When the current Academy site was built in 1932, cadets referred to this section of the reservation as “Officers’ Row.” Staff members such as the superintendent (identified by his personal flag), the assistant superintendent, the dean of academics, the commandant of cadets (identified by the Corps of Cadets flag and the only officer in the Coast Guard authorized to fly this flag), the director of admissions and others have lived in these quarters in the past.


The road is named after the Revenue Cutter Bear, which became famous for a heroic rescue mission over the Alaska tundra. Nearly 300 Alaskan whalers had been stranded in icy waters off Point Barrow, Alaska. Officers David Jarvis and Ellsworth Bertholf (both graduates of the Academy) and a civilian physician named Samuel Call from the Bear’s crew drove a herd of reindeer more than 1,500 miles to the stranded sailors. The supplies they carried sustained the stranded crew until conditions allowed the Bear to steam through the ice to complete the rescue mission. President McKinley had special gold medals struck to honor the heroism and leadership of Jarvis, Bertholf and the physician Call. The highest peacetime civilian award in the Coast Guard was created in honor of the three rescuers. Bertholf went on to become Coast Guard commandant.


Named after George Washington, this field is used for cadet regimental and officer candidate reviews. There are four large gun mounts between Chase and Hamilton hall and between Satterlee and Hamilton hall. Commodore George Dewey gave these guns to the Revenue Cutter Service after the invasion of Manila Bay during the Spanish-American War in honor of the CGC McCulloch’s support in the war effort. These guns were taken from the Spanish flagship Reina Christina.


This hall is named after Capt. Charles Satterlee (Class of 1898), commanding officer of the CGC Tampa during World War I. The Tampa was one of many Coast Guard cutters that helped lead convoys. The Tampa held the record for the greatest number of successful missions when a German U-boat sank it off the coast of Great Britain. All hands were lost. Satterlee houses the Academy’s humanities, mathematics and management departments.


The flagpole in front of Hamilton Hall is a replica of the mast from the Academy training ship Alexander Hamilton. This area is supposed to resemble a quarterdeck, the most highly honored place aboard a ship. The Revenue Cutters first displayed the services ensign in the 1790s to identify them as federal law enforcement vessels. The superintendent’s flag is flown here when he or she is “aboard” the Academy.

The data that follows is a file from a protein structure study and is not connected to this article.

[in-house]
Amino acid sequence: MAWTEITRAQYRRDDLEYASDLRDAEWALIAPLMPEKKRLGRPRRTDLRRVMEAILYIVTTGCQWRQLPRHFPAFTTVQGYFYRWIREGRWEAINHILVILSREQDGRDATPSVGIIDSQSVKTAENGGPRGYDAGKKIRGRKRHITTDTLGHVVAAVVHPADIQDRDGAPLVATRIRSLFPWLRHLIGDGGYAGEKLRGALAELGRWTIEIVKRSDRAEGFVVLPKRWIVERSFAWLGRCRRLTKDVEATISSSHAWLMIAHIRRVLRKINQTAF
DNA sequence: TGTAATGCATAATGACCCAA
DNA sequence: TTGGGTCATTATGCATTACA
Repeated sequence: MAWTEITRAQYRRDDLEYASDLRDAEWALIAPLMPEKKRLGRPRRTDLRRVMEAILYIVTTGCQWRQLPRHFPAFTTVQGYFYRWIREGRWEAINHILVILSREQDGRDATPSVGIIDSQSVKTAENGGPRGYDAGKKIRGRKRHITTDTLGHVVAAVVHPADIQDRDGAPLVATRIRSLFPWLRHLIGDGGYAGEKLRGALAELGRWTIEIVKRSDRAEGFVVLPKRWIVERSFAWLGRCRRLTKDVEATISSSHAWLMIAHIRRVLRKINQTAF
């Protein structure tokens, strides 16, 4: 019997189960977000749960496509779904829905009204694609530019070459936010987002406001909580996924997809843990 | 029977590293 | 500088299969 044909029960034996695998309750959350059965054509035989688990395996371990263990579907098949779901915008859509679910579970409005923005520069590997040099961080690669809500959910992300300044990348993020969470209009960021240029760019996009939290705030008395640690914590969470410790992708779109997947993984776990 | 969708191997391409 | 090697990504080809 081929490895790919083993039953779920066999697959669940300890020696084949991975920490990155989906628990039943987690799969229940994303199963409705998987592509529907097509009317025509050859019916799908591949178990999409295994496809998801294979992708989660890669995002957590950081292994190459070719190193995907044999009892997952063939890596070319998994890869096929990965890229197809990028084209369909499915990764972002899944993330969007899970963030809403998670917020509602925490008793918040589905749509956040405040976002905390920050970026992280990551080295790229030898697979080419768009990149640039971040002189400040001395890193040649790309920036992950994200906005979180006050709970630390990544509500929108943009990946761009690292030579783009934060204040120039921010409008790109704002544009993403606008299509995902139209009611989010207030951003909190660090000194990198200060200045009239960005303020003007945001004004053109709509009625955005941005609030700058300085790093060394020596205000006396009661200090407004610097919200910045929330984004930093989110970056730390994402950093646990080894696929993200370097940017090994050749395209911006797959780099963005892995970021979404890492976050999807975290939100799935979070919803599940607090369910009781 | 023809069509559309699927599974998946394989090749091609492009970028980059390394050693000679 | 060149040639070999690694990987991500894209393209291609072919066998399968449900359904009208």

Hamilton Hall dons Alexander Hamilton’s legacy, one of America’s founding fathers, the first U.S. secretary of the treasury and the father of the Coast Guard. Needing to generate funds to support the young nation, stop smuggling and collect import duties, Hamilton proposed the establishment of a Revenue Cutter Service in April 1790. On Aug. 4, 1790, Congress passed Hamilton’s Revenue Cutter Bill, which called for the construction of 10 boats. This Revenue Cutter Service grew and acquired a multimission role in our nation’s military until merging with the U.S. Life-Saving Service in 1915 to form the U.S. Coast Guard.

Hamilton Hall, built in 1932, houses the offices of the superintendent, dean of academics, director of diversity, public affairs and other administrative offices. Through the front entrance, the corridor leading to the Henriques Room (pronounced Hen-ricks), the Hall of Graduates displays the names of every Academy graduate.

The Henriques Room was named after Capt. John A. Henriques, the first superintendent of the Academy. Henriques joined the Merchant Marine in 1841 and enlisted in the Revenue Marine in 1854. Henriques was selected to run the first cadet training ships, the Dobbin and the Chase. He also served as superintendent of the Revenue Cutter School of Instruction, the forerunner of today’s Academy, until 1883. During the Spanish-America War of 1898, he served on the Woodbury. Henriques died in 1906 and is buried in New London in Cedar Grove Cemetery.

Designed originally as the Academy’s library, the Henriques Room is now used for special gatherings and award ceremonies. Aldis Brown, graduate of Yale School of Fine Arts, working for the U.S. Treasury Art Relief Program during the Great Depression, painted the murals representing Coast Guard history. The case displays Academy artifacts.


The hall boasts Salmon P. Chase’s name, appointed as secretary of the treasury by President Abraham Lincoln during the Civil War. Emblazoned on its foyer decks are the words of Rear Adm. Stephen H. Evans, superintendent of the Academy from 1960 to 1962: “Who lives here, reveres honor, honors duty.” He implemented what is today known as the “honor concept.” Cadets are of honor; they do not lie, cheat, deceive or steal.

Chase Hall is the largest building at the Academy and serves as the barracks for more than 1,000 cadets and officer candidates. The cadet regiment is made up as follows: one regiment, four battalions and eight companies of three departments, with varying numbers of divisions in those departments.

The building also contains the office of the commandant of cadets, the cadet watch office, the rifle and pistol range, a tailor shop, the Academy bookstore, dry cleaners, uniform center, the cadet and officer candidate wardroom (dining facility), and a dining facility for Coast Guard personnel. This building is restricted to authorized personnel only.


Fourth class cadets were once trained here, standing guard duty with an M1 rifle and bayonet in hand. When a first class cadet would approach, the fourth class would acknowledge the upperclassman’s arrival by performing “present arms.” The North Gate is no longer accessible.



© 2020 - MARCOA Media